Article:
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This seems like a basic questions, so I'm likely missing the big picture here...

I would like to know the AUC of each fold of a cross-validation performed in Caret's train function, in order to calculate the standard error of the AUC. Here is the typical output, which I assume provides the average "ROC" (AUC) across each of the five folds:

Generalized Linear Model 

85537 samples
   31 predictor
    2 classes: 'X0', 'X1' 

No pre-processing
Resampling: Cross-Validated (5 fold) 
Summary of sample sizes: 68430, 68429, 68430, 68430, 68429 
Resampling results:

  ROC       Sens      Spec     
  0.918912  0.834479  0.8450047

Other functions (e.g., cv.glmnet in the glmnet package) seems to output the standard error.

Call:  cv.glmnet(x = train.data.x, y = train.data.y, type.measure = c("auc"),      nfolds = 5, alpha = 1, family = "binomial") 

Measure: AUC 

       Lambda Measure        SE Nonzero
min 0.0000504  0.9027 0.0006507     166
1se 0.0003901  0.9021 0.0006224     160

Is there a statistical reason why Caret's train function does not output this as a default? I believe this would help to show the variation in the model performance for different models (e.g., logistic regression and Lasso).

I am likely operating under some false assumptions here.

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    $\begingroup$ It might just be that cv.glmnet actually uses that value to generate the "1se" model, which is the sparsest model with a performance measure within 1 standard error of the optimum. Caret doesn't seem to use the standard error for anything, so perhaps they just omit the calculation. $\endgroup$ – Nuclear Wang Mar 24 at 19:01
  • $\begingroup$ These comments might help with an explanation: "You can certainly summarize a ROC curve using a c-statistic or the AUC, but calculating confidence intervals and performing inference using c-statistics is well understood due to its relation to the Wilcoxon U-statistic. It's generally fairly well accepted that you can estimate the variability in ROC curves using the bootstrap cf Pepe Etzione Feng. This is a nice approach because the ROC curve is an empirical estimate and the bootstrap is non-parametric." $\endgroup$ – RGH Mar 24 at 19:37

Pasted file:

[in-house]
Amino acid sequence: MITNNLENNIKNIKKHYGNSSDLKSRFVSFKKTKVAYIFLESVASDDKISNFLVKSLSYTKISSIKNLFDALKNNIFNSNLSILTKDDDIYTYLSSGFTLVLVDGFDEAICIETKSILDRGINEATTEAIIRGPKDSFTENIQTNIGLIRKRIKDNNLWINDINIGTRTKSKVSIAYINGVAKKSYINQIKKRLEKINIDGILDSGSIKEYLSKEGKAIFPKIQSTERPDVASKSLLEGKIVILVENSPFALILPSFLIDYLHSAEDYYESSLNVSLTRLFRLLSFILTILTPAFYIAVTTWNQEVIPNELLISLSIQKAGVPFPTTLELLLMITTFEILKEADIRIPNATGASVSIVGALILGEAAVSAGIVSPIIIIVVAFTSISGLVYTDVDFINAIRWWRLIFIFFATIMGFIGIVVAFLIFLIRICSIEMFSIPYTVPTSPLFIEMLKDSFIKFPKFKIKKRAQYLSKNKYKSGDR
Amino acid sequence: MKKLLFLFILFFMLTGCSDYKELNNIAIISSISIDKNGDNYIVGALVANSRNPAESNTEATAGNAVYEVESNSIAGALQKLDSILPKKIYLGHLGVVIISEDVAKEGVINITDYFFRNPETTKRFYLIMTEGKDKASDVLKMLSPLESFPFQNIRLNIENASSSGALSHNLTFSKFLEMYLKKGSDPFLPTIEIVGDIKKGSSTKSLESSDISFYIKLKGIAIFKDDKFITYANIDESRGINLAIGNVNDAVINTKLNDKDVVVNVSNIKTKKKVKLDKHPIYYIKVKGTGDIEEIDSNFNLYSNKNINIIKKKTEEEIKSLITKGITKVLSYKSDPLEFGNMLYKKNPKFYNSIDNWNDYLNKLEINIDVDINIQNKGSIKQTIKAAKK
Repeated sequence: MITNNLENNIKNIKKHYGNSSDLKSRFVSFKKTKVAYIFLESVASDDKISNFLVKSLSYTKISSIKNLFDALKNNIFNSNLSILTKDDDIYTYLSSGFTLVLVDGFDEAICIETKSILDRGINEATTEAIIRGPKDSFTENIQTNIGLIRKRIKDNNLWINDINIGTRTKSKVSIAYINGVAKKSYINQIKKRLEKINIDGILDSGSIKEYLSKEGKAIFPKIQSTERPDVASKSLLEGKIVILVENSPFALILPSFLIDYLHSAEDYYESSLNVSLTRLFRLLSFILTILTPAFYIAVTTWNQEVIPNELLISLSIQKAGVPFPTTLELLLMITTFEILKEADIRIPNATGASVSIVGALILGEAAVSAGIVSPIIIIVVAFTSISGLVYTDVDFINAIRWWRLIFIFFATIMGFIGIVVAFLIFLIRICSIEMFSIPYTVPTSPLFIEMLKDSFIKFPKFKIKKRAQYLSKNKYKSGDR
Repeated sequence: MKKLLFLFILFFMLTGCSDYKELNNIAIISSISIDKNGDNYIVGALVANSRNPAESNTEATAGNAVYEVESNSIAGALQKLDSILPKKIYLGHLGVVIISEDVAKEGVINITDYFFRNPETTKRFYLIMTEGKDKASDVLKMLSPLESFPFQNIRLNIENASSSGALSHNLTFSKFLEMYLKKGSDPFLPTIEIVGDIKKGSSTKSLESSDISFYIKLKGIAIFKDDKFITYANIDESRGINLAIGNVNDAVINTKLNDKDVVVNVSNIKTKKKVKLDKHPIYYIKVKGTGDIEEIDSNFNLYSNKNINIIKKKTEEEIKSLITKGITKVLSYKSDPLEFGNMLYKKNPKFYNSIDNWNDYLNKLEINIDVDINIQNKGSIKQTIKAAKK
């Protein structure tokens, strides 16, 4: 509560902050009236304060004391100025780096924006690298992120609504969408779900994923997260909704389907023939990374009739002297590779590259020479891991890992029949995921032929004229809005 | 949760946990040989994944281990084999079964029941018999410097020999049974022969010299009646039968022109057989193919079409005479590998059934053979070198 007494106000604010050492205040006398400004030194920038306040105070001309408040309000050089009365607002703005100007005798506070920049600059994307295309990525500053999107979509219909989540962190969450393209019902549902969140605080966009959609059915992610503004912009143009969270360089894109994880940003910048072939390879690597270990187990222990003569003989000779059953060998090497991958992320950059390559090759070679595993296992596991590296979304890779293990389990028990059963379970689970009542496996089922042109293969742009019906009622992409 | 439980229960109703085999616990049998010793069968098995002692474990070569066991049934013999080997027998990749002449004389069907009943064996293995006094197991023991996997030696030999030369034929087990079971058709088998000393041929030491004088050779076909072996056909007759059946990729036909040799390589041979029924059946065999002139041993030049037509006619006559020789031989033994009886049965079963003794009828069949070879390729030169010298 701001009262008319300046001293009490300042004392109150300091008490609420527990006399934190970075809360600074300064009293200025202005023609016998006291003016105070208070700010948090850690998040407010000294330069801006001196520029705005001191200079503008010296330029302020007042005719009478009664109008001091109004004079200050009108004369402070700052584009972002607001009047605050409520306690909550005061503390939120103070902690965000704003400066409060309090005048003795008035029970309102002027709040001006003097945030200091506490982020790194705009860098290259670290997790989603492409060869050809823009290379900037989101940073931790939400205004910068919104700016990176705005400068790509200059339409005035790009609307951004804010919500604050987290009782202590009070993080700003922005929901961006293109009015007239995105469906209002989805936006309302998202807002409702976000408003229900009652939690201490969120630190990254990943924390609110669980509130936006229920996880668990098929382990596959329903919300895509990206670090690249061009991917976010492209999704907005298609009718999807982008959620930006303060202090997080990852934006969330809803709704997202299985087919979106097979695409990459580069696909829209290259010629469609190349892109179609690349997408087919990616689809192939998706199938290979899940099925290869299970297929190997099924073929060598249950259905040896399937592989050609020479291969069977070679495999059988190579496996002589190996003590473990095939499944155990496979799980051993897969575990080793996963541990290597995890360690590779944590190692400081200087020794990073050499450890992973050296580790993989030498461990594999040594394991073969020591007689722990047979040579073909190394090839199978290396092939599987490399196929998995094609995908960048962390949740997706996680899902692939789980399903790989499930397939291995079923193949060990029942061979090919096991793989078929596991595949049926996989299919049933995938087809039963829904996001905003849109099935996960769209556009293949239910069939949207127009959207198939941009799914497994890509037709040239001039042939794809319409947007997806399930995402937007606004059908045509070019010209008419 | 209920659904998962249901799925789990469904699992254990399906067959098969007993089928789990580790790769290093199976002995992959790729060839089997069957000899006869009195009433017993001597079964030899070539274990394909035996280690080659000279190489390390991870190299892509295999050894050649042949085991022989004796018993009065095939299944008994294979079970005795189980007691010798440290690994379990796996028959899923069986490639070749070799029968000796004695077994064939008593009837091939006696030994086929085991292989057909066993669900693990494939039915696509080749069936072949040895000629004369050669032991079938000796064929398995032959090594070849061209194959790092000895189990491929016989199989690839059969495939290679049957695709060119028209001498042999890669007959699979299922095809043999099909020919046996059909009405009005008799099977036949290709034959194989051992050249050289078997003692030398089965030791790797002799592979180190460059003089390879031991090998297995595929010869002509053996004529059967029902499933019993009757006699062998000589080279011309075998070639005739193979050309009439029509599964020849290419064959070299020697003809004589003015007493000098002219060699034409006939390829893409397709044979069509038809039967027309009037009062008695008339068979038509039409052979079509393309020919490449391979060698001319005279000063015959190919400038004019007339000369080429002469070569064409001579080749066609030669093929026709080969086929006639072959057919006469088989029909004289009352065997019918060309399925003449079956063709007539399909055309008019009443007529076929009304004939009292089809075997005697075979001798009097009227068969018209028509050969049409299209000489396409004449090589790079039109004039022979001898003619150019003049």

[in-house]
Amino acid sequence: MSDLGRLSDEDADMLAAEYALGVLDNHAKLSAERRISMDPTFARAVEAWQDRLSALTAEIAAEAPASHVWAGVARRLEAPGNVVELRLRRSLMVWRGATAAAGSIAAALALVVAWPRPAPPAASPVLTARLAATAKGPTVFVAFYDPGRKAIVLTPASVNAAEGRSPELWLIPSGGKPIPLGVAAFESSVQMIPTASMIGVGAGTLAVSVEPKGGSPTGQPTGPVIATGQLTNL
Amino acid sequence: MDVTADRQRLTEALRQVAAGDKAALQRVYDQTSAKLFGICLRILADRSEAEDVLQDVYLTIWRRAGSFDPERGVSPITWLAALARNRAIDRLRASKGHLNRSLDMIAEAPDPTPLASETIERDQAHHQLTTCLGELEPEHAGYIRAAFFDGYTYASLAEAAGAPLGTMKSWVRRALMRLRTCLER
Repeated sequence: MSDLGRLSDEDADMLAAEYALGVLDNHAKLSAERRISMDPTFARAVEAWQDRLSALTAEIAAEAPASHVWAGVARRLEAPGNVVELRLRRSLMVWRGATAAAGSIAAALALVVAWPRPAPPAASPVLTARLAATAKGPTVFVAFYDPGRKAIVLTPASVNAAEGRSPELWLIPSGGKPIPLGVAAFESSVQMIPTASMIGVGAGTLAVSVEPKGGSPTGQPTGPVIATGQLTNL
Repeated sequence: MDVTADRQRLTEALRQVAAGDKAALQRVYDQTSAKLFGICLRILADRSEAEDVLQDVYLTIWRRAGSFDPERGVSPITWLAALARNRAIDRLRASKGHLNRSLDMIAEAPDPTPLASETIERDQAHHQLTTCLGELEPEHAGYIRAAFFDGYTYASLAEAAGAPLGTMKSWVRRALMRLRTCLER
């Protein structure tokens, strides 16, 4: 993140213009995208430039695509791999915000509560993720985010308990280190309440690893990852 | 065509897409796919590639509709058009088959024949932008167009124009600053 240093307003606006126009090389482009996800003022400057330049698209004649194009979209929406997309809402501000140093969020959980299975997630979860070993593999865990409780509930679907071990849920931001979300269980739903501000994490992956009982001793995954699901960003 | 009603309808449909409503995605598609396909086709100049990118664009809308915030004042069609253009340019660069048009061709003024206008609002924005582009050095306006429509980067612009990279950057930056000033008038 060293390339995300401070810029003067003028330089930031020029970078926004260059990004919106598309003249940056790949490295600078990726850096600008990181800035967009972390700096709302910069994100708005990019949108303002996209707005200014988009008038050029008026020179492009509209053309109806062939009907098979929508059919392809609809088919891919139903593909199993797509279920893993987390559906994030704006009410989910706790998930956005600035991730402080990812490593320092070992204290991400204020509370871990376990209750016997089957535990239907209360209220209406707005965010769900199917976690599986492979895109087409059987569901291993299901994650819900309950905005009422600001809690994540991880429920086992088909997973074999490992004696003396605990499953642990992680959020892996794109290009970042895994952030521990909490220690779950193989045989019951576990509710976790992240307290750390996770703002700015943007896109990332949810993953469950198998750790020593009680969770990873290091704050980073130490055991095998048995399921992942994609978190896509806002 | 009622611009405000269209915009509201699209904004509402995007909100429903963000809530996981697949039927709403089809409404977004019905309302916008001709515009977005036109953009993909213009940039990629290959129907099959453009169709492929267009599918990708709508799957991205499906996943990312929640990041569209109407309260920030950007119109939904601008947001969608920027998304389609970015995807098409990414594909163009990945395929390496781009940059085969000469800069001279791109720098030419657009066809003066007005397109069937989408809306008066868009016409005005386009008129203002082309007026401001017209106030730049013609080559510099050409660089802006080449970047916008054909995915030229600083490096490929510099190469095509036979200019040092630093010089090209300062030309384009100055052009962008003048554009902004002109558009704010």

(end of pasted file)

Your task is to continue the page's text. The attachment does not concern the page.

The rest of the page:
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    $\begingroup$ It looks like you can examine some of that information: topepo.github.io/caret/… $\endgroup$ – Ben Reiniger Mar 24 at 19:56
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    $\begingroup$ I don't think there is a generally accepted way of estimating SE for an AUC - e.g: Hanley and McNeil (1982) provide a closed-form expression that in my opinion is often preferable to bootstrapping. Also note that every instance is exactly predicted once - Caret is probably reporting the AUC over all samples (not the mean). $\endgroup$ – Laksan Nathan Mar 24 at 20:45
  • $\begingroup$ Also found this: stat.ethz.ch/pipermail/r-help/2010-January/225327.html $\endgroup$ – RGH Mar 25 at 14:18

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